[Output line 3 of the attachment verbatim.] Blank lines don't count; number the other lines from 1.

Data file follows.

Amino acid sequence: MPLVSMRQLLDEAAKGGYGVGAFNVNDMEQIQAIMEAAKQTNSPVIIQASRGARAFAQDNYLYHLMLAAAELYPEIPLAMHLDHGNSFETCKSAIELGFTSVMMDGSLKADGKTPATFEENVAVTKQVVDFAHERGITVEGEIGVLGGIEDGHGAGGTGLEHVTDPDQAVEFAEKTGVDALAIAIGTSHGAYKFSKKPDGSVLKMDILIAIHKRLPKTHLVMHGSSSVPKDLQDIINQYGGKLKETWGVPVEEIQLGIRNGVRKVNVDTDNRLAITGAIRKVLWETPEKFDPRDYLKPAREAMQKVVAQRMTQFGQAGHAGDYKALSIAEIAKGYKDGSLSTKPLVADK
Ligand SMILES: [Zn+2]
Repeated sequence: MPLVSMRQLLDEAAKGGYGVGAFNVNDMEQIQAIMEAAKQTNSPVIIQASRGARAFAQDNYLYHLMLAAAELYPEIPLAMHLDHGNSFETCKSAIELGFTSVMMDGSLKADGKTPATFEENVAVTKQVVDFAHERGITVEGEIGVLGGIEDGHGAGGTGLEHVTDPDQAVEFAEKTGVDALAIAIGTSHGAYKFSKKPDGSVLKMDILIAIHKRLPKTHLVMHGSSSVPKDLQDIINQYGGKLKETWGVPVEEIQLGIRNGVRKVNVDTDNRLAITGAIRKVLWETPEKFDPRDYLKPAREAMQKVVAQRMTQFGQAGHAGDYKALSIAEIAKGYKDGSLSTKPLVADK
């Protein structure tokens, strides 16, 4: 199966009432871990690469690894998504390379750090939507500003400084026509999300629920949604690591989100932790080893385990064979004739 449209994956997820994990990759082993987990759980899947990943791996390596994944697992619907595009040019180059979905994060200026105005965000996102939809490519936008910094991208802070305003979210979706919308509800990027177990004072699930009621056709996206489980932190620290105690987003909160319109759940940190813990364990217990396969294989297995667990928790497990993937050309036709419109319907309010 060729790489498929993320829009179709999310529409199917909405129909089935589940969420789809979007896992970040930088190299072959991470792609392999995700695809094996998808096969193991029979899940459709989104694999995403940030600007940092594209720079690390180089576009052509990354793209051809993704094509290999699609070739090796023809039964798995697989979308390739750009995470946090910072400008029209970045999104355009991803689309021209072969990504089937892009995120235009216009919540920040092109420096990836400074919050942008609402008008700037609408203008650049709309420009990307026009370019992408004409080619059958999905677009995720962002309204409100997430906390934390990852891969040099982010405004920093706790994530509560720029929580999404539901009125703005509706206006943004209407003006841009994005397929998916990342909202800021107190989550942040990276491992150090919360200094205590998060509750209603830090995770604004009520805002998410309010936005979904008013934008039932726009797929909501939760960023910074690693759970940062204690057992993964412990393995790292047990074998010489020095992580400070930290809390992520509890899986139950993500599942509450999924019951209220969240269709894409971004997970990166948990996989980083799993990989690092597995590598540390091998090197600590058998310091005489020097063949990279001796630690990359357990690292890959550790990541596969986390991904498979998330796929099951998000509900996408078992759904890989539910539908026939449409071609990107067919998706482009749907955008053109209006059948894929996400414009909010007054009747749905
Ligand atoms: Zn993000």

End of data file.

Repeated sequence: MPLVSMRQLLDEAAKGGYGVGAFNVNDMEQIQAIMEAAKQTNSPVIIQASRGARAFAQDNYLYHLMLAAAELYPEIPLAMHLDHGNSFETCKSAIELGFTSVMMDGSLKADGKTPATFEENVAVTKQVVDFAHERGITVEGEIGVLGGIEDGHGAGGTGLEHVTDPDQAVEFAEKTGVDALAIAIGTSHGAYKFSKKPDGSVLKMDILIAIHKRLPKTHLVMHGSSSVPKDLQDIINQYGGKLKETWGVPVEEIQLGIRNGVRKVNVDTDNRLAITGAIRKVLWETPEKFDPRDYLKPAREAMQKVVAQRMTQFGQAGHAGDYKALSIAEIAKGYKDGSLSTKPLVADK